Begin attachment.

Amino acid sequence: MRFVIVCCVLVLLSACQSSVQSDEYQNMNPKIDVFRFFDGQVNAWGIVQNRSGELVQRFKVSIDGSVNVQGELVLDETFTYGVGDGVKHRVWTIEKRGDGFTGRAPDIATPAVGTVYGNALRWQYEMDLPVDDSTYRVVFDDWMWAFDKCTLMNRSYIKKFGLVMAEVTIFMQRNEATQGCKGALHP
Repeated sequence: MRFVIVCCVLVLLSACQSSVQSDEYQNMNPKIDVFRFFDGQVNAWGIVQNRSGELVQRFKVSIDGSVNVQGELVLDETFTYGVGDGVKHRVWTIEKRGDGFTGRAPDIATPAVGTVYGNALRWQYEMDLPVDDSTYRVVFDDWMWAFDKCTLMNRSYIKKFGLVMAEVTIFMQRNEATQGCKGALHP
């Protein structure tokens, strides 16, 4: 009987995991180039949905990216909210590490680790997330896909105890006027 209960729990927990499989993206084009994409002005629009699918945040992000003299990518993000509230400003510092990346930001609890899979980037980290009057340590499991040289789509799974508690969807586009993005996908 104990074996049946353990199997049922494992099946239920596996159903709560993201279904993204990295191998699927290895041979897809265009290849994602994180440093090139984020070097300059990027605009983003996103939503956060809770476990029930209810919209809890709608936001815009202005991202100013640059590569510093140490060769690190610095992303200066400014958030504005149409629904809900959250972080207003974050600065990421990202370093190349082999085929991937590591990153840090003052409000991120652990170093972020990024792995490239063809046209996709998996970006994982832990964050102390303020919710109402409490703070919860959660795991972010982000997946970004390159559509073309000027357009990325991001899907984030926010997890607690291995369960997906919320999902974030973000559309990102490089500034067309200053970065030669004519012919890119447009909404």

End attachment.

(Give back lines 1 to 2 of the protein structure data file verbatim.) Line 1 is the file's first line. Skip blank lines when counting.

Amino acid sequence: MRFVIVCCVLVLLSACQSSVQSDEYQNMNPKIDVFRFFDGQVNAWGIVQNRSGELVQRFKVSIDGSVNVQGELVLDETFTYGVGDGVKHRVWTIEKRGDGFTGRAPDIATPAVGTVYGNALRWQYEMDLPVDDSTYRVVFDDWMWAFDKCTLMNRSYIKKFGLVMAEVTIFMQRNEATQGCKGALHP
Repeated sequence: MRFVIVCCVLVLLSACQSSVQSDEYQNMNPKIDVFRFFDGQVNAWGIVQNRSGELVQRFKVSIDGSVNVQGELVLDETFTYGVGDGVKHRVWTIEKRGDGFTGRAPDIATPAVGTVYGNALRWQYEMDLPVDDSTYRVVFDDWMWAFDKCTLMNRSYIKKFGLVMAEVTIFMQRNEATQGCKGALHP